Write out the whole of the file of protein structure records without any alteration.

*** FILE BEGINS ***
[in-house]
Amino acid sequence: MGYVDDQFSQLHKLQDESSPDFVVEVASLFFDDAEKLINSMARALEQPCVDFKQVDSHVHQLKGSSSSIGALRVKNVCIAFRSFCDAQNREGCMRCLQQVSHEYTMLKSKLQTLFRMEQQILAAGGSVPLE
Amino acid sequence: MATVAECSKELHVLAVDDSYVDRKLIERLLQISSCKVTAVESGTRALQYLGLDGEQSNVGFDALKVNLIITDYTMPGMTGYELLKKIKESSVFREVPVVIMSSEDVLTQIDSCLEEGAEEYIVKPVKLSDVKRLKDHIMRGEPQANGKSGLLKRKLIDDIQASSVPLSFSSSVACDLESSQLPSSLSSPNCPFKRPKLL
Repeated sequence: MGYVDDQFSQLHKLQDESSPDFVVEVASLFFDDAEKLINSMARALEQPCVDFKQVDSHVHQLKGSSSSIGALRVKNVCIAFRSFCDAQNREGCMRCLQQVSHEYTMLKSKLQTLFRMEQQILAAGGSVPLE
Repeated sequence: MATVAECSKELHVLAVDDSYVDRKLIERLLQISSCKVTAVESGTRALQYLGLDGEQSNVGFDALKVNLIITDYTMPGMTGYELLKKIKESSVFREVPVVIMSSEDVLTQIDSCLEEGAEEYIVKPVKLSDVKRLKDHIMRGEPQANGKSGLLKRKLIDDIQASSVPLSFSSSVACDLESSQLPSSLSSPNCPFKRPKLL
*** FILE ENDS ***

[in-house]
Amino acid sequence: MGYVDDQFSQLHKLQDESSPDFVVEVASLFFDDAEKLINSMARALEQPCVDFKQVDSHVHQLKGSSSSIGALRVKNVCIAFRSFCDAQNREGCMRCLQQVSHEYTMLKSKLQTLFRMEQQILAAGGSVPLE
Amino acid sequence: MATVAECSKELHVLAVDDSYVDRKLIERLLQISSCKVTAVESGTRALQYLGLDGEQSNVGFDALKVNLIITDYTMPGMTGYELLKKIKESSVFREVPVVIMSSEDVLTQIDSCLEEGAEEYIVKPVKLSDVKRLKDHIMRGEPQANGKSGLLKRKLIDDIQASSVPLSFSSSVACDLESSQLPSSLSSPNCPFKRPKLL
Repeated sequence: MGYVDDQFSQLHKLQDESSPDFVVEVASLFFDDAEKLINSMARALEQPCVDFKQVDSHVHQLKGSSSSIGALRVKNVCIAFRSFCDAQNREGCMRCLQQVSHEYTMLKSKLQTLFRMEQQILAAGGSVPLE
Repeated sequence: MATVAECSKELHVLAVDDSYVDRKLIERLLQISSCKVTAVESGTRALQYLGLDGEQSNVGFDALKVNLIITDYTMPGMTGYELLKKIKESSVFREVPVVIMSSEDVLTQIDSCLEEGAEEYIVKPVKLSDVKRLKDHIMRGEPQANGKSGLLKRKLIDDIQASSVPLSFSSSVACDLESSQLPSSLSSPNCPFKRPKLL